The development of aquaculture – particularly tilapia farming – has put Egypt in number one position in Africa in this sector. Researchers and agencies are looking for further boosts in terms of new species and improved methods as well as ways to reduce costs.
As the sun rises over the Nile delta, workers at a fish farm in northern Egypt open a sluice gate and sort through the thousands of wriggling tilapia that pour out of a concrete holding tank. The fish are sorted, packed into crates and sent to supermarkets in Cairo and Alexandria, where they are sold as 'the catch of the day'.
Egypt has built the largest aquaculture industry in Africa, accounting for four out of every five fish farmed on the continent, according to IPS News. Egyptian fish farms produced over 650,000 tons of finfish last year, or about 60 per cent of the country's total freshwater and marine fish production, providing a cheap source of protein for the country's 80 million people.
"The massive growth of aquaculture has kept fish affordable for the majority of Egyptians, so that today fish and poultry prices are more or less similar (cost) per kilo basis," says Malcolm Beveridge, Director of Aquaculture and Genetics at the WorldFish Centre. "It seems the majority of consumers switch between the two, depending on which is cheaper."
Commercial fish farming in Egypt began in the 1960s with mullet-rearing pens in coastal lakes and lagoons. The industry has witnessed explosive growth over the past decade. Total aquaculture production has grown by 500 percent since 1998 due to a shift to intensive rearing methods and faster growing species such as tilapia.
The General Authority for Fish Resources Development (GAFRD) plans to develop the country's aquaculture industry further, and has set a goal of 1.1 million tons of farmed fish, or about 75 per cent of total fish production, by 2012. Its two-pronged strategy aims to increase the productivity of freshwater aquaculture operations, while encouraging investment in marine aquaculture (mariculture).
Egypt's limited freshwater resources are a major constraint to aquaculture development. The populous desert country relies on the Nile River for 95 per cent of its water needs, and water usage is considered a national security issue. Priority is given to potable water and crop irrigation, leaving more than 90 per cent of the country's fish farms to operate on agricultural run-off.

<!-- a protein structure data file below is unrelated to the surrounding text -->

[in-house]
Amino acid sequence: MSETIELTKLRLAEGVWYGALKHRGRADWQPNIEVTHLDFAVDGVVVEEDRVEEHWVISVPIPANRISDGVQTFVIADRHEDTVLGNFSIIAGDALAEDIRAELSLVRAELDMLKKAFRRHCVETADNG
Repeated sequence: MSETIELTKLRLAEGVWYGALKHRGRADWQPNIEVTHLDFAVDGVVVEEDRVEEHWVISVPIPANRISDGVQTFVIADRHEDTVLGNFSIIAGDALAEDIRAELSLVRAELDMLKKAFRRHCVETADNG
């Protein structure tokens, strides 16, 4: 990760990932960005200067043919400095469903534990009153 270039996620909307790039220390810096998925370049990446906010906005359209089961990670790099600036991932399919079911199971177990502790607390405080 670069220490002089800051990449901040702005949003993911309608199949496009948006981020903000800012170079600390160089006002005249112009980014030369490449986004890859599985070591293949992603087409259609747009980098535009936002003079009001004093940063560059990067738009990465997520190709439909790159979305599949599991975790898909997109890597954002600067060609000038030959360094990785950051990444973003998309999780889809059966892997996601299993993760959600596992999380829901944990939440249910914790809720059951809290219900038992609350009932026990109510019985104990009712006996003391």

Mr Beveridge explained to IPS News: "It's not the best idea to use agricultural drainage water for producing fish because although there are a lot of nutrients in it, there are also pesticide residues, and these pose an unspecified risk to consumers. It makes more sense to let aquaculture have first use of water, and to allow the drainage from fish farms to be used for agriculture."
Laws passed over a quarter of a century ago prohibit aquaculture projects from drawing surface water, but a loophole permits fish farms to have first use of groundwater. Farmers can pump clean water from aquifers into fish ponds, using the nutrient-rich drainage of these ponds to fertilise and irrigate field crops - a holistic approach to food production known as integrated aquaculture.
The technique is already in practice on an experimental farm in Wadi Natroun, a depression 110 kilometres north-west of Cairo. "The pilot project serves as an example for farmers working in the desert on how they can increase their productivity and income using the same volume of water for two, or maybe even three, purposes," says GAFRD chairman, Mohamed Fathy.
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